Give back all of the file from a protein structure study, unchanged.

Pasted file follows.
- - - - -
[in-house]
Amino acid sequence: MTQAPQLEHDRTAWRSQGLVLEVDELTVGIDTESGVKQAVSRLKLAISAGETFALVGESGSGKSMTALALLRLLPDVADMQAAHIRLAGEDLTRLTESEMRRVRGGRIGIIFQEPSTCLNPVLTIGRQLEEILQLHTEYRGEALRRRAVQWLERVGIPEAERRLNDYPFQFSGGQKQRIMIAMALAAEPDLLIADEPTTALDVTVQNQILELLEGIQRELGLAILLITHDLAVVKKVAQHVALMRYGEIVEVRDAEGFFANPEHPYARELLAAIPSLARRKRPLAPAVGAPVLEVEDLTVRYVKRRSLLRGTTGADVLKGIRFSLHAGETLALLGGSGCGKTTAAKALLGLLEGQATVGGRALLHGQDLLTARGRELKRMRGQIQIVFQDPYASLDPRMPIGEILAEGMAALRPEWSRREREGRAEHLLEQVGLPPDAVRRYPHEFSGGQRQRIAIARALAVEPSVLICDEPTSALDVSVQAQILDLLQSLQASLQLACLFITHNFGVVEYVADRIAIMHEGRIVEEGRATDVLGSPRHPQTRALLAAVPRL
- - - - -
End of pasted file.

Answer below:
[in-house]
Amino acid sequence: MTQAPQLEHDRTAWRSQGLVLEVDELTVGIDTESGVKQAVSRLKLAISAGETFALVGESGSGKSMTALALLRLLPDVADMQAAHIRLAGEDLTRLTESEMRRVRGGRIGIIFQEPSTCLNPVLTIGRQLEEILQLHTEYRGEALRRRAVQWLERVGIPEAERRLNDYPFQFSGGQKQRIMIAMALAAEPDLLIADEPTTALDVTVQNQILELLEGIQRELGLAILLITHDLAVVKKVAQHVALMRYGEIVEVRDAEGFFANPEHPYARELLAAIPSLARRKRPLAPAVGAPVLEVEDLTVRYVKRRSLLRGTTGADVLKGIRFSLHAGETLALLGGSGCGKTTAAKALLGLLEGQATVGGRALLHGQDLLTARGRELKRMRGQIQIVFQDPYASLDPRMPIGEILAEGMAALRPEWSRREREGRAEHLLEQVGLPPDAVRRYPHEFSGGQRQRIAIARALAVEPSVLICDEPTSALDVSVQAQILDLLQSLQASLQLACLFITHNFGVVEYVADRIAIMHEGRIVEEGRATDVLGSPRHPQTRALLAAVPRL